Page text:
BON ACCORD MARINE INS. Co., founded in Aberdeen in 1839, and continued its bus. down to 1848, when it passed into liquidation. BONA. This term, according to the Civil Law, includes all sorts of property movable and immovable.-Story's Conflict of Laws. BONA MOBILA ; movable effects and goods. BONA PERITURA; perishable goods. BONA VACANTIA; stray goods, those things in which nobody claims a property, and which belong to the Crown by virtue of its prerogative.-Blackstone.
BONA FIDE.-With good faith; implying the absence of all fraud or unfair dealing or acting, whether it consists in simulation or dissimulation. It can best be defined with reference to things opposed to it, namely mala fides, dolus malus, both of which phrases, and specially the latter, are often used in a technical sense. It is of the essence of ins. contracts of all descriptions that they be entered into bona fide.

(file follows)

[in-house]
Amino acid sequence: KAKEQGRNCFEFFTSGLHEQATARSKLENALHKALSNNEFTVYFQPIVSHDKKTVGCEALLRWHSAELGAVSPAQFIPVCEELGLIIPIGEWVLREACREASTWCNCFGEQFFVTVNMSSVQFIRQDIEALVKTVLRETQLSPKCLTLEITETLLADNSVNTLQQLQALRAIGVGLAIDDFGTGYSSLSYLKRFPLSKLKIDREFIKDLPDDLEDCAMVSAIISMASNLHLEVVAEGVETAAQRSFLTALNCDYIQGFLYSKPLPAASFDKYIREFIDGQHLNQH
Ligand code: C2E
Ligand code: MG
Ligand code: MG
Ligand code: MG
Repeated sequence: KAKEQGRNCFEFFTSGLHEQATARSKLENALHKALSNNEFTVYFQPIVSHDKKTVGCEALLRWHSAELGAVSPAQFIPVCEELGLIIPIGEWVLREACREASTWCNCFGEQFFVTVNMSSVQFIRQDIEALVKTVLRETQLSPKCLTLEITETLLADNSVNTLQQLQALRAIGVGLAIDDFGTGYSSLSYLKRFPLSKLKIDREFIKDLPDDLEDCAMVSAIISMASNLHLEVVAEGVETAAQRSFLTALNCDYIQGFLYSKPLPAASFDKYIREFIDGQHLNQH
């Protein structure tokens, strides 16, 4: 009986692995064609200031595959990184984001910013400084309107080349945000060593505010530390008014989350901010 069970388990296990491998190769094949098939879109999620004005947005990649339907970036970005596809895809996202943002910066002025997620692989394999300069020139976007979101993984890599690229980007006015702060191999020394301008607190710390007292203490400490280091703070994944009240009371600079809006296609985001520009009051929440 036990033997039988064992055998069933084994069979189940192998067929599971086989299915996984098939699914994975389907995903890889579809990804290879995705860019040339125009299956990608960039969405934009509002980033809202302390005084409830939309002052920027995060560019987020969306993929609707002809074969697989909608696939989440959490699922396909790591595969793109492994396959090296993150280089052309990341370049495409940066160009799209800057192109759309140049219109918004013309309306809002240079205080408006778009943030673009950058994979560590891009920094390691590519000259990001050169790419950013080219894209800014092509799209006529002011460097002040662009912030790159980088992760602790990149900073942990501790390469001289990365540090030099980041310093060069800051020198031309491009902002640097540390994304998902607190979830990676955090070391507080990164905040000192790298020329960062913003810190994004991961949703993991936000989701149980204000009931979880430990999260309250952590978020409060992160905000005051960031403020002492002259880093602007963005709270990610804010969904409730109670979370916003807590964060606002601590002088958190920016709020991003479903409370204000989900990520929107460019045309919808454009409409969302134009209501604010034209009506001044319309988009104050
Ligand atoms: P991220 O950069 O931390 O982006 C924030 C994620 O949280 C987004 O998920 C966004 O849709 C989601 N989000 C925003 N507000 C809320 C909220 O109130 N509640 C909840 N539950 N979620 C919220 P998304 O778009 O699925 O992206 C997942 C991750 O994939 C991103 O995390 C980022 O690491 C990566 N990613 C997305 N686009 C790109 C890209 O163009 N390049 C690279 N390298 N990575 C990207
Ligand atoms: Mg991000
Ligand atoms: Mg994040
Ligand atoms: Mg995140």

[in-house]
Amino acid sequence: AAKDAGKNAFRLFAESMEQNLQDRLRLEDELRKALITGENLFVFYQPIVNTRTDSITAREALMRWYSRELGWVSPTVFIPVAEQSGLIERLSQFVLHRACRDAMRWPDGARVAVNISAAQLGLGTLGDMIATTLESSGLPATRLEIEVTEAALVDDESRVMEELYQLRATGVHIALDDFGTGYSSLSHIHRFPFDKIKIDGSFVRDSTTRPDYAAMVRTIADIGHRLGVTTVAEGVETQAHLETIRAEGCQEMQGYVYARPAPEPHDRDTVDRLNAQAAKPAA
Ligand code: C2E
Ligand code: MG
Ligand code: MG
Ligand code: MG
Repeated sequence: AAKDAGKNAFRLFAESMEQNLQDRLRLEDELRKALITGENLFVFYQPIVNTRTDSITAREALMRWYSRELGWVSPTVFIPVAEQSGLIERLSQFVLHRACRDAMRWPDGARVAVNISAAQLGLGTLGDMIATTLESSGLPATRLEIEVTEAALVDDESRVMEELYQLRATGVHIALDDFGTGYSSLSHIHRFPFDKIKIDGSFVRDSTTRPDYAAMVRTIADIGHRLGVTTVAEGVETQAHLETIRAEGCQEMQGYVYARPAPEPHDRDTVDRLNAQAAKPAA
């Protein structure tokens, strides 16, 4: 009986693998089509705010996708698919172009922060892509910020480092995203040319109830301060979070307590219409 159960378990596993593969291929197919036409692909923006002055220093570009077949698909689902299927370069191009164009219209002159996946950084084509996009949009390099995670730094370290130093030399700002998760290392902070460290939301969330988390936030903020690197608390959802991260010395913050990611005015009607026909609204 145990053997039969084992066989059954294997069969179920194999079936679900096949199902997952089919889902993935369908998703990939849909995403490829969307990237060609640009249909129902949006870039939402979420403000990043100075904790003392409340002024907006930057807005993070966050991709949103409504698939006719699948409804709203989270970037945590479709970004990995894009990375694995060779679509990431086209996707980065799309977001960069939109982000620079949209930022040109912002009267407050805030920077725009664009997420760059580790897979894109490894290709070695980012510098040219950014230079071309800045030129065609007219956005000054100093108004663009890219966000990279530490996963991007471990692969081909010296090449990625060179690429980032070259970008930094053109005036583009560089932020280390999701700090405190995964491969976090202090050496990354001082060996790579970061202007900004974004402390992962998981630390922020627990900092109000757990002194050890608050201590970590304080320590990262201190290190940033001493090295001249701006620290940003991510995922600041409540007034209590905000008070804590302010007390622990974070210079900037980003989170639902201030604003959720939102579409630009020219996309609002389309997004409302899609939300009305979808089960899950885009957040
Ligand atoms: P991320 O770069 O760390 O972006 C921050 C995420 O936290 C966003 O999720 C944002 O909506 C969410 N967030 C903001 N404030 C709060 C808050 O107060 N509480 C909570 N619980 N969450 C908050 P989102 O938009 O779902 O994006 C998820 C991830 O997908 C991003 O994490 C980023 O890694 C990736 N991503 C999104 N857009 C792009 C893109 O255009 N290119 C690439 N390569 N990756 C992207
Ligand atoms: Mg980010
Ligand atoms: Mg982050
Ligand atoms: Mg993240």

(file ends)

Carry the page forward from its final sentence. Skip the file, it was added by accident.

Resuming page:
BOND [from the French to bind].-In Law a deed whereby the obligor, or party binding himself, obliges himself, his heirs, executors, and administrators to pay a certain sum of money, called the penalty, to another (the obligee) at a day appointed. There is a condition added that if the obligor does some particular act the obligation shall be void; otherwise shall remain in full force. Annuities are often secured under bonds of this character-hence Annuity Bonds. A bond may be absolute or conditional. See also POST OBIT BONDS.
BOND CREDITOR.-A creditor whose debt is secured by a bond.